Pet Insurance; is it waste of money or necessity for all pet owners? Here are all pros and cons:
According to Canine Journal, up to one in three pets require urgent veterinary care each year. With bills ranging from hundreds to thousands of dollars, however, many owners think twice before taking their dogs to the vet. Enrolling in a pet insurance plan can help offset those costs, easing owners’ minds when it comes to caring for their companions.
Like their human counterparts, dogs can get insurance to cover the costs of care after an unexpected accident or illness. It’s important to note, however, that owners are still responsible for vet bills as they arise and the company will reimburse expenses, minus the copay or deductible. For a monthly fee, most insurance companies offer several types of coverage, including accidental, illness and wellness plans. Owners can choose a combination of these that best suits their individual dog’s needs. Accidental plans cover X-rays, tests and medications that arise from an unexpected incident, such as a broken bone, for example, while illness plans cover costs when your dog becomes sick and needs veterinary care. Wellness plans include coverage for annual checkups and vaccines. It’s important to note that insurance providers will not cover pre-existing conditions, so enrolling your pet while he is still young may help avoid exclusions for age-related conditions.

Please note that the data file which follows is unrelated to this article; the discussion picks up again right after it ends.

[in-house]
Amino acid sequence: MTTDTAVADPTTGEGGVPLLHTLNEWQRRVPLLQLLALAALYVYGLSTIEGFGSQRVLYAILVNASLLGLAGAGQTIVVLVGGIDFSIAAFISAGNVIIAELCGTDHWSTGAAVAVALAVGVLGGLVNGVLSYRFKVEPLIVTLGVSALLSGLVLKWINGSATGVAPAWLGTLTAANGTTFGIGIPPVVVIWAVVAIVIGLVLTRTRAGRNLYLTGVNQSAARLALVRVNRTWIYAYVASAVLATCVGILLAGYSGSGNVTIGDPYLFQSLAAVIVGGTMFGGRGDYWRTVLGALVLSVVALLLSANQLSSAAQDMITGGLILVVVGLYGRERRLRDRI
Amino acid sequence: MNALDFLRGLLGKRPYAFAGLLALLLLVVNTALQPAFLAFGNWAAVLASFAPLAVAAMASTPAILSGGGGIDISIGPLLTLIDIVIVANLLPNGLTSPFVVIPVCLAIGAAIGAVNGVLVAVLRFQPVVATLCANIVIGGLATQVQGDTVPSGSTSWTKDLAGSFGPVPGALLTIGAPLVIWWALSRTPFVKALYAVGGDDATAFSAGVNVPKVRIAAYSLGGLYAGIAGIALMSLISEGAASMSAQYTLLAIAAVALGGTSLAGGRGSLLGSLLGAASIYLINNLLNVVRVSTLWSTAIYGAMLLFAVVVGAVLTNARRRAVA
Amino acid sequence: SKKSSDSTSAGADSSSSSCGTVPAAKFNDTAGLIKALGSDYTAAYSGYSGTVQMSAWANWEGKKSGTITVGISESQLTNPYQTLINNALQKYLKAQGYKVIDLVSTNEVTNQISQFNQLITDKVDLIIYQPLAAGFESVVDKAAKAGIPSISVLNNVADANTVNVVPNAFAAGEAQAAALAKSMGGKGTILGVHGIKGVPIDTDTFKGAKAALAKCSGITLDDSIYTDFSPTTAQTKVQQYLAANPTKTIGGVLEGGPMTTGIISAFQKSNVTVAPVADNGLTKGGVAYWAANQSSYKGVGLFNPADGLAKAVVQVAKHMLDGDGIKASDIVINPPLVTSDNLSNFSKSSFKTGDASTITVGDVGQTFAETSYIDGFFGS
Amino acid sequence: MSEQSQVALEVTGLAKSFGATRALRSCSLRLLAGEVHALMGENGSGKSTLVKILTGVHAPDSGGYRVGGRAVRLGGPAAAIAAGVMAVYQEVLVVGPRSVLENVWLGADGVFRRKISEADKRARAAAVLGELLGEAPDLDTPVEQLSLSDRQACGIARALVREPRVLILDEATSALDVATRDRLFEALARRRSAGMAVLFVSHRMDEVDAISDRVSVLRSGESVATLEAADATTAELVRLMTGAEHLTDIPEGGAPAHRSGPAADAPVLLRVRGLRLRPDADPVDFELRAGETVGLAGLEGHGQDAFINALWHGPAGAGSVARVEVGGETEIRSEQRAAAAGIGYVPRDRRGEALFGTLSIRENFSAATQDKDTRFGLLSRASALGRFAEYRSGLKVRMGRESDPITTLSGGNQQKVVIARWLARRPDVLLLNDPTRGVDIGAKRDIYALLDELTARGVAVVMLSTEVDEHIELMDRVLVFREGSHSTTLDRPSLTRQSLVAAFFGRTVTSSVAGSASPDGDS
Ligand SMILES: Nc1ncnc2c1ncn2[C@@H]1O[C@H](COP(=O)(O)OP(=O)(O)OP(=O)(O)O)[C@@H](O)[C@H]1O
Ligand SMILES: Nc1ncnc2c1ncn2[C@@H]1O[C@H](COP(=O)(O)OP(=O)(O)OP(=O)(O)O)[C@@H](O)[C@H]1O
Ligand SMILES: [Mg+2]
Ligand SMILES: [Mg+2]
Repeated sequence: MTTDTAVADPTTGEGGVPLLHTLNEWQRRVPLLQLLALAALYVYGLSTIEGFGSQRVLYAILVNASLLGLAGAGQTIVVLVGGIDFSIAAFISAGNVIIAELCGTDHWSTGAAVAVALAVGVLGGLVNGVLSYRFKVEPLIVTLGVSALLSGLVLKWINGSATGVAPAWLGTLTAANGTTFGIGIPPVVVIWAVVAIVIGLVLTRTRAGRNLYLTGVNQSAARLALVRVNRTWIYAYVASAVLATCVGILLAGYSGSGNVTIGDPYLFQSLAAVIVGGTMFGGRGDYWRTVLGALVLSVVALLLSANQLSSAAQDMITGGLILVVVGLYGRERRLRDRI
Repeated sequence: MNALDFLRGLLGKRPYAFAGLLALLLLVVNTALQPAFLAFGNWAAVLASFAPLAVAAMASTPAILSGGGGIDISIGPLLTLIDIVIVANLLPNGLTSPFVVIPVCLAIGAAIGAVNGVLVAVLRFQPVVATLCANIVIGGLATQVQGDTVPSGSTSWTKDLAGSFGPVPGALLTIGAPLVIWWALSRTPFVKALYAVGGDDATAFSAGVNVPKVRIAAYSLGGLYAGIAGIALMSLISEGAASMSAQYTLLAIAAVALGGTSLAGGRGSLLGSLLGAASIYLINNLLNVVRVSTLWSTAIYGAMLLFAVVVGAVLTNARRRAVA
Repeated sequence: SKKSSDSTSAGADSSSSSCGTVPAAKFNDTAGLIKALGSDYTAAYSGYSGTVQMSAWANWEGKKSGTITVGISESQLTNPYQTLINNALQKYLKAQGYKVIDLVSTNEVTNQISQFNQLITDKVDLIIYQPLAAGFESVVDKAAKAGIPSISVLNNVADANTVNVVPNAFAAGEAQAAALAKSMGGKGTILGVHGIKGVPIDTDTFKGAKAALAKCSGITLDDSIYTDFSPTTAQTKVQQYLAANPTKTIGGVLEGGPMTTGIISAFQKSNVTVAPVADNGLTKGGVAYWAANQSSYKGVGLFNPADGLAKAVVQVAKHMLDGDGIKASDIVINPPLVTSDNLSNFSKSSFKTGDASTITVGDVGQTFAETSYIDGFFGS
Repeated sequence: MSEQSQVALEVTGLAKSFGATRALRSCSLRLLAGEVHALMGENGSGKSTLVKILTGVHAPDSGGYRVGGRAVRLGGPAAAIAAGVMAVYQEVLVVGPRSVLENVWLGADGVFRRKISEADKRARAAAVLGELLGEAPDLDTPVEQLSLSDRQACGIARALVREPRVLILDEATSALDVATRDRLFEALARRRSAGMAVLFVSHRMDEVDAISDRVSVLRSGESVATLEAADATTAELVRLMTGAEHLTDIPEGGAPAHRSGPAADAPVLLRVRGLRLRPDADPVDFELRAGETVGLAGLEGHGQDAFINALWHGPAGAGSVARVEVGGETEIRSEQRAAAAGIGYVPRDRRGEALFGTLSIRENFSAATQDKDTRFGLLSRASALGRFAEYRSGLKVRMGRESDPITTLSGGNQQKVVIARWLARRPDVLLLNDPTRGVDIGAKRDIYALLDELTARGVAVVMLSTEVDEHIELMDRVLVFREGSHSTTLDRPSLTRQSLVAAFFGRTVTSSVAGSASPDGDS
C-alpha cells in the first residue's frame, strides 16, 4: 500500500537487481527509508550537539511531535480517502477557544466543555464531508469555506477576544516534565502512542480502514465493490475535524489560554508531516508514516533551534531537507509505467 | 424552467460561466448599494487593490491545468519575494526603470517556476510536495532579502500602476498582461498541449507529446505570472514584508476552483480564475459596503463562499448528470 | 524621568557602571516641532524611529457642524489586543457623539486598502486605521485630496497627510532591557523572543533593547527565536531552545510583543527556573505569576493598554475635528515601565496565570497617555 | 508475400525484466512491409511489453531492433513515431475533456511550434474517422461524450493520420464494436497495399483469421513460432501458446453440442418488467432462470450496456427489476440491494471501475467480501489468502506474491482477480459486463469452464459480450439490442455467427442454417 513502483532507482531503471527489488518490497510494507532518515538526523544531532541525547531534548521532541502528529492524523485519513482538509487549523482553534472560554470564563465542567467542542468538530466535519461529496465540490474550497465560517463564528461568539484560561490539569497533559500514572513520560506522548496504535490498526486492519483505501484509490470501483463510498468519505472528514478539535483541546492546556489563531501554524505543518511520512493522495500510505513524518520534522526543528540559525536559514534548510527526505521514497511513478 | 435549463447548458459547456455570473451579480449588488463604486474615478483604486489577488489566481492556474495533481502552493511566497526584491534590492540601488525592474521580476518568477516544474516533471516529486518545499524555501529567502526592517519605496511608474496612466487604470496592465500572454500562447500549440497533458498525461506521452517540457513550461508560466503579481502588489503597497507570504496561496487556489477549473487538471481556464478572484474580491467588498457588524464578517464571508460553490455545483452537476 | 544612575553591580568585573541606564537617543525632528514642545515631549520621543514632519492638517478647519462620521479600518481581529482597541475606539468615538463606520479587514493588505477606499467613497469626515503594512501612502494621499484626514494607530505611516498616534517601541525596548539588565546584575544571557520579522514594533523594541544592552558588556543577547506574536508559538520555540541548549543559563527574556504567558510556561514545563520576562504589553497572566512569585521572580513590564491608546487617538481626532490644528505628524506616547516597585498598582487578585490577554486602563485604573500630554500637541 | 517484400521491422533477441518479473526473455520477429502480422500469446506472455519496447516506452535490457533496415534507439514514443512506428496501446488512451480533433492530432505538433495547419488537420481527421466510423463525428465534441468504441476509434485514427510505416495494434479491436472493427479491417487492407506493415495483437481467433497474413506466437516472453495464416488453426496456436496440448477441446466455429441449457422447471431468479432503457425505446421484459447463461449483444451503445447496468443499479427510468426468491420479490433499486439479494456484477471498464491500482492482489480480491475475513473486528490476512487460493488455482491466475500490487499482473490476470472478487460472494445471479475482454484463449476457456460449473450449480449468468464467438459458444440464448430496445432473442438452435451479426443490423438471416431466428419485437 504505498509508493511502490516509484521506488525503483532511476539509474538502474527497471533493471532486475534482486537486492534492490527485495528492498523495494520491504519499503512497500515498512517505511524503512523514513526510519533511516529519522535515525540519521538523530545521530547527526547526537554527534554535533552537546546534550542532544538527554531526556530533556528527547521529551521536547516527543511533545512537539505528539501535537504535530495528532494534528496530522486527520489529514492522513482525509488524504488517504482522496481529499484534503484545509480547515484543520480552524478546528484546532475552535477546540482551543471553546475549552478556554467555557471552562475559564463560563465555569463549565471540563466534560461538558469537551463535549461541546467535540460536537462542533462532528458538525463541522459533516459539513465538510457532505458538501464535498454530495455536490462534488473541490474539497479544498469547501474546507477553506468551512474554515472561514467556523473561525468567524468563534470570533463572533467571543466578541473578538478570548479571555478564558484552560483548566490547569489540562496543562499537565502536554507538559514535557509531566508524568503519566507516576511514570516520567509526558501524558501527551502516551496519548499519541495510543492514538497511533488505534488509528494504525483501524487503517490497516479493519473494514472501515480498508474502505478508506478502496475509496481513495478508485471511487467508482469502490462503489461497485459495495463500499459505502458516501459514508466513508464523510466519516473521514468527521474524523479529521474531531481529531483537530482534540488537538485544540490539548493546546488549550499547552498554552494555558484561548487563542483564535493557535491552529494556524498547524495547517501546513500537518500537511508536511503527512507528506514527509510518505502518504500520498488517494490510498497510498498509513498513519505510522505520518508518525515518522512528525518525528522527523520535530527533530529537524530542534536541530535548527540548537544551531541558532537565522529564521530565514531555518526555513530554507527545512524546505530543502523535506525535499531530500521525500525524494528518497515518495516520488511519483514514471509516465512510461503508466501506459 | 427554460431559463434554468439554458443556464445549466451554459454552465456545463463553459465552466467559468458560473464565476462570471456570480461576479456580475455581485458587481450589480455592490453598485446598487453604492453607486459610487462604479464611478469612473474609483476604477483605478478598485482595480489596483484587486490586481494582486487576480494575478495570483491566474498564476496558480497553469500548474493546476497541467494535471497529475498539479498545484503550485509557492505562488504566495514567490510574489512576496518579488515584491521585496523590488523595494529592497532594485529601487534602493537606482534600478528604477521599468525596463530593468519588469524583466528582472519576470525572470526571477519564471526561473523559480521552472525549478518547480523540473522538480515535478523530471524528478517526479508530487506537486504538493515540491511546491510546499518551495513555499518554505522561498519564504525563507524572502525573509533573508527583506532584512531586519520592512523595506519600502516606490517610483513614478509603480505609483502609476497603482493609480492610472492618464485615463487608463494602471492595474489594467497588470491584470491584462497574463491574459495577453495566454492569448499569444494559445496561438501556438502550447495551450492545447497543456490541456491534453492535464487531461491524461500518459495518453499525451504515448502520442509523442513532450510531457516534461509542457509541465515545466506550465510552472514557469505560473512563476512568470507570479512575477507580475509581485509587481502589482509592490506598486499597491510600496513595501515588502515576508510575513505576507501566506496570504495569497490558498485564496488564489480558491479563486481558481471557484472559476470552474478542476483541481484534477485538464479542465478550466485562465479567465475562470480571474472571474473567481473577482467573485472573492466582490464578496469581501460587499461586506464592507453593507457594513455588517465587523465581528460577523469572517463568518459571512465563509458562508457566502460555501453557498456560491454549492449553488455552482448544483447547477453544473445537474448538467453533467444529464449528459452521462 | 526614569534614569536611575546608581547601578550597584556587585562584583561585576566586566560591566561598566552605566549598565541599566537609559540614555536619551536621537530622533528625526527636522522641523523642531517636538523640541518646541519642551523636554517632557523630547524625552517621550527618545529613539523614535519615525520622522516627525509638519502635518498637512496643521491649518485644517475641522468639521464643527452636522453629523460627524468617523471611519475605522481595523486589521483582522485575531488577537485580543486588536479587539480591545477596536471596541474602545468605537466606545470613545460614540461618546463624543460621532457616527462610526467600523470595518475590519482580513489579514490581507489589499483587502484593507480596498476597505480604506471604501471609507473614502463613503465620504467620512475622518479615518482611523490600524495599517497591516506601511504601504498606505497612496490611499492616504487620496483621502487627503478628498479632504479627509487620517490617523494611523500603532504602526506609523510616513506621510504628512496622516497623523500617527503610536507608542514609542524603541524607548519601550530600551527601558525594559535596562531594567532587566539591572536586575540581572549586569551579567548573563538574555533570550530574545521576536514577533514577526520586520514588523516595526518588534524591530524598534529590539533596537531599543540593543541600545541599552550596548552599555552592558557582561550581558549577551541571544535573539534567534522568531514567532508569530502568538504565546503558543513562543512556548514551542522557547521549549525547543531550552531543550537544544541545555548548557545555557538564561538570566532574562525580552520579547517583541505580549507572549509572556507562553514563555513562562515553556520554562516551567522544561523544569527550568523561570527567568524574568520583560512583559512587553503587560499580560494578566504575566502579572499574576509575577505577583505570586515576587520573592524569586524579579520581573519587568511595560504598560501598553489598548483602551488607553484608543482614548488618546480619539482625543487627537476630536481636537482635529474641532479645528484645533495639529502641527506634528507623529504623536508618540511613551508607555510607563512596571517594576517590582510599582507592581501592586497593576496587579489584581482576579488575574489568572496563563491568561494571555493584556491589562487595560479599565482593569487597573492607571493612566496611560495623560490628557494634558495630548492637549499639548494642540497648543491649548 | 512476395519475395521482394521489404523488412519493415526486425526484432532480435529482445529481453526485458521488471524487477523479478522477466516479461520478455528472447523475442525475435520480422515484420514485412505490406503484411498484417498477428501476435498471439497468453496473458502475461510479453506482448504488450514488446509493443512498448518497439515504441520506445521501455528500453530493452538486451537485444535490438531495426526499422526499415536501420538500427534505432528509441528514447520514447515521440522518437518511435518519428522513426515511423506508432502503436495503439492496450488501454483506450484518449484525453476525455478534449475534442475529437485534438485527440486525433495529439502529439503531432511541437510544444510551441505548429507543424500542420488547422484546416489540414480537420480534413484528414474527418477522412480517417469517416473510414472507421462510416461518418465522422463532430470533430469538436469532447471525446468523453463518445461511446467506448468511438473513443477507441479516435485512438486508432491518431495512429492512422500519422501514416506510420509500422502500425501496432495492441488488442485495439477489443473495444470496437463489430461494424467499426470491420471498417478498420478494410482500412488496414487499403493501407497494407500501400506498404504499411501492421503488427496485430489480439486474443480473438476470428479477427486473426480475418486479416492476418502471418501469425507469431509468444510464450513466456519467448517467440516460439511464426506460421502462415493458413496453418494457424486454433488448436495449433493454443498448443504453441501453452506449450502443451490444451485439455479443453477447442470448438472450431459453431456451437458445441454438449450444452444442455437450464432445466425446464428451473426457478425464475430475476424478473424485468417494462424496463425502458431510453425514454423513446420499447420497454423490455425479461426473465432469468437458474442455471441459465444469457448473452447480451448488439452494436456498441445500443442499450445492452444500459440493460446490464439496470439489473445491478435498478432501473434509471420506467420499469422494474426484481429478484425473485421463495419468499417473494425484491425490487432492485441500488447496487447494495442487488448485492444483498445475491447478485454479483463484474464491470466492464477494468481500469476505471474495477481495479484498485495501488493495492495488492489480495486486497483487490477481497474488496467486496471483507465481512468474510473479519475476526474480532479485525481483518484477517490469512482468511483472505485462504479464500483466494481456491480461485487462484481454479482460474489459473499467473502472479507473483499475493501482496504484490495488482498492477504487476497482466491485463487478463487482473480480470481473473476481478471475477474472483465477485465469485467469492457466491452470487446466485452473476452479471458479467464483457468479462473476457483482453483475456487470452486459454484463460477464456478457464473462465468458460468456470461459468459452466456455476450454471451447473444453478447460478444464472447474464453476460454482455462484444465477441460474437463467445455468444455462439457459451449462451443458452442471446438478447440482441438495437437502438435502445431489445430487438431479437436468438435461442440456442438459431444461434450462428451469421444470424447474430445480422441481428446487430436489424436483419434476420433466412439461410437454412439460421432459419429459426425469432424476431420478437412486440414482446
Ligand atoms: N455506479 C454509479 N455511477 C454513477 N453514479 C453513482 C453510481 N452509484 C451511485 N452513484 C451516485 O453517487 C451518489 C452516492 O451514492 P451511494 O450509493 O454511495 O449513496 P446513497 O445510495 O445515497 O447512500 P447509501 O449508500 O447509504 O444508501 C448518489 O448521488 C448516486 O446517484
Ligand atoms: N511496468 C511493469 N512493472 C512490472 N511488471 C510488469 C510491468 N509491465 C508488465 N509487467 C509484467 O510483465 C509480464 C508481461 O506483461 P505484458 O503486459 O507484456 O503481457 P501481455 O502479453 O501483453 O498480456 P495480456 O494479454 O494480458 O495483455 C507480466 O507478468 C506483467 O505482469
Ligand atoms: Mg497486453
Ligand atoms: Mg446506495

While pet insurance can ease tough decisions when your dog gets sick or injured, the choice to enroll depends on each owner. You should consider your dog’s breed, age, health, pre-existing conditions, hereditary conditions and individual care needs when shopping around for insurance, as these all play a role in determining insurance costs and what your pet needs. Talk to your veterinarian about what to plan for as your dog ages, too, as you will need to anticipate the kind of care he may require later in life. Some breeds have unique health concerns that sway their owners’ decisions about insurance, such as golden retrievers’ tendency to develop hip dysplasia. This can make these dogs more expensive to insure, but premiums can also save on costly surgery in the future. After researching and choosing several companies that match your pets’ unique needs, obtain quotes from them for the cost of insurance. Have your vet send in a copy of your dog’s records, as companies that are truly interested in your business will review them and clearly outline any conditions that will be excluded from your pet’s plan. It’s important to know exactly what is and what is not covered before investing in pet insurance.
In the long run, pet insurance can save you money and ease tough decisions if your dog becomes unexpectedly sick or injured. To learn more about pet insurance and compare plans, visit Canine Journal, Consumers Advocate or PetInsuranceQuotes.com.